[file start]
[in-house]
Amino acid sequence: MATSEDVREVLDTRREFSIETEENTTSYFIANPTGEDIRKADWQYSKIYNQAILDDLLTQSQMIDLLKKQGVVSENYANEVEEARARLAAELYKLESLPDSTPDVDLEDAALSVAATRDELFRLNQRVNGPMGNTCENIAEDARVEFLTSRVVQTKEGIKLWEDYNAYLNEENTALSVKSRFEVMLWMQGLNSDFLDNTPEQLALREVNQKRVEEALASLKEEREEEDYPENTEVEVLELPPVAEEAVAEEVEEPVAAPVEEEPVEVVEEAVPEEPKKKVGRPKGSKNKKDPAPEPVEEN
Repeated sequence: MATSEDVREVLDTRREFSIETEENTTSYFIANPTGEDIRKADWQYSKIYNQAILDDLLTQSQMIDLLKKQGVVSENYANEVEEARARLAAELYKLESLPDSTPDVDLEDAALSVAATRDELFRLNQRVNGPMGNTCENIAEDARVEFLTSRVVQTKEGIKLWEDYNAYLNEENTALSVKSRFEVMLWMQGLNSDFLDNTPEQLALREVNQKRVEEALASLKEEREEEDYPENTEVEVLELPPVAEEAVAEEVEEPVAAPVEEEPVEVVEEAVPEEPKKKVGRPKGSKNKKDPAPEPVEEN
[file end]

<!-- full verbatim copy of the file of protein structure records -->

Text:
[in-house]
Amino acid sequence: MATSEDVREVLDTRREFSIETEENTTSYFIANPTGEDIRKADWQYSKIYNQAILDDLLTQSQMIDLLKKQGVVSENYANEVEEARARLAAELYKLESLPDSTPDVDLEDAALSVAATRDELFRLNQRVNGPMGNTCENIAEDARVEFLTSRVVQTKEGIKLWEDYNAYLNEENTALSVKSRFEVMLWMQGLNSDFLDNTPEQLALREVNQKRVEEALASLKEEREEEDYPENTEVEVLELPPVAEEAVAEEVEEPVAAPVEEEPVEVVEEAVPEEPKKKVGRPKGSKNKKDPAPEPVEEN
Repeated sequence: MATSEDVREVLDTRREFSIETEENTTSYFIANPTGEDIRKADWQYSKIYNQAILDDLLTQSQMIDLLKKQGVVSENYANEVEEARARLAAELYKLESLPDSTPDVDLEDAALSVAATRDELFRLNQRVNGPMGNTCENIAEDARVEFLTSRVVQTKEGIKLWEDYNAYLNEENTALSVKSRFEVMLWMQGLNSDFLDNTPEQLALREVNQKRVEEALASLKEEREEEDYPENTEVEVLELPPVAEEAVAEEVEEPVAAPVEEEPVEVVEEAVPEEPKKKVGRPKGSKNKKDPAPEPVEEN